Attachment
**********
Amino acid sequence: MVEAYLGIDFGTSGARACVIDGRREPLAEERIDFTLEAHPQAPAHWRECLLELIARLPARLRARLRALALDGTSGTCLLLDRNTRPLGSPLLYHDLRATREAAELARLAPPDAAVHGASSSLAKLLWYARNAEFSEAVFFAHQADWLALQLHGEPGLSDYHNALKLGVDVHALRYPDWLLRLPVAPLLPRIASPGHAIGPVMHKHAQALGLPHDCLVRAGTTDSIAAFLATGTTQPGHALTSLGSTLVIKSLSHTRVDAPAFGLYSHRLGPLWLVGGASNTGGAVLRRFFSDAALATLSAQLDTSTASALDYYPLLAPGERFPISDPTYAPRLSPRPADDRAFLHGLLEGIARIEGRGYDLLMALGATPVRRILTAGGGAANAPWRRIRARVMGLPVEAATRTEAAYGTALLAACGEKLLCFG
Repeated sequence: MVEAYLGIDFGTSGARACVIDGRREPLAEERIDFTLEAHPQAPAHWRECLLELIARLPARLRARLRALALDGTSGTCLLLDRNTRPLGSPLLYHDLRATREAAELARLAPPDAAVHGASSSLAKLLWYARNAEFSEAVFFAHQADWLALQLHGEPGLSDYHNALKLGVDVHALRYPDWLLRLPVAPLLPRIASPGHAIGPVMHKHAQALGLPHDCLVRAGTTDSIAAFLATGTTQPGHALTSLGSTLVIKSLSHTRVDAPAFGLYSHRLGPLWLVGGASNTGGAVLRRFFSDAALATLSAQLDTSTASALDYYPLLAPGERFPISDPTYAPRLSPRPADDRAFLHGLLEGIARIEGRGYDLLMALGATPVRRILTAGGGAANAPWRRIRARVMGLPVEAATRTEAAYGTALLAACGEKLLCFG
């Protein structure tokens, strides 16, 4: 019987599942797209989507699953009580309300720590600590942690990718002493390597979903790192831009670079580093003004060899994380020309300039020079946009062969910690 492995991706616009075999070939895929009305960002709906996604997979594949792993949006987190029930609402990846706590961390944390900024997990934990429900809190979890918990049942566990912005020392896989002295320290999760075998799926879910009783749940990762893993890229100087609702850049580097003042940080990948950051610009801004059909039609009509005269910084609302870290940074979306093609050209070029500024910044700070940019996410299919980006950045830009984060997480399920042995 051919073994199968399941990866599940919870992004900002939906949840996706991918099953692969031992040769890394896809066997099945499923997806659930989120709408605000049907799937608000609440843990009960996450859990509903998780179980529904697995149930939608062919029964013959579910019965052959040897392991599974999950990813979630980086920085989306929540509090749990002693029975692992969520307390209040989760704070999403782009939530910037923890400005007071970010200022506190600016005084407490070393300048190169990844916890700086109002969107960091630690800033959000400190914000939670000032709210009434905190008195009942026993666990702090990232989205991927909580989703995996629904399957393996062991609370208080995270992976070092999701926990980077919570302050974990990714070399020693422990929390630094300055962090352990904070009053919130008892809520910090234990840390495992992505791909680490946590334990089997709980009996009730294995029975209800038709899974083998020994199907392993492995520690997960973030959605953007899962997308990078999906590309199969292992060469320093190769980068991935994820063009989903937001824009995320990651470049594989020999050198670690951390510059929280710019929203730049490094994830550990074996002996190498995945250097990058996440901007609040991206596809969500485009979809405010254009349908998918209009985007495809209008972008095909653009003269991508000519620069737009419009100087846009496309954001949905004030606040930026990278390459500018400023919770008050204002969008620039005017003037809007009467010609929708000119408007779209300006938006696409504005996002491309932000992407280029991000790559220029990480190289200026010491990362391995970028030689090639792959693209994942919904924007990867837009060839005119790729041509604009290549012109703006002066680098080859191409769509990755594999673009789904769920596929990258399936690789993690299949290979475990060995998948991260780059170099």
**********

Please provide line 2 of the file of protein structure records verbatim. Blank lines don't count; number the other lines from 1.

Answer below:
Repeated sequence: MVEAYLGIDFGTSGARACVIDGRREPLAEERIDFTLEAHPQAPAHWRECLLELIARLPARLRARLRALALDGTSGTCLLLDRNTRPLGSPLLYHDLRATREAAELARLAPPDAAVHGASSSLAKLLWYARNAEFSEAVFFAHQADWLALQLHGEPGLSDYHNALKLGVDVHALRYPDWLLRLPVAPLLPRIASPGHAIGPVMHKHAQALGLPHDCLVRAGTTDSIAAFLATGTTQPGHALTSLGSTLVIKSLSHTRVDAPAFGLYSHRLGPLWLVGGASNTGGAVLRRFFSDAALATLSAQLDTSTASALDYYPLLAPGERFPISDPTYAPRLSPRPADDRAFLHGLLEGIARIEGRGYDLLMALGATPVRRILTAGGGAANAPWRRIRARVMGLPVEAATRTEAAYGTALLAACGEKLLCFG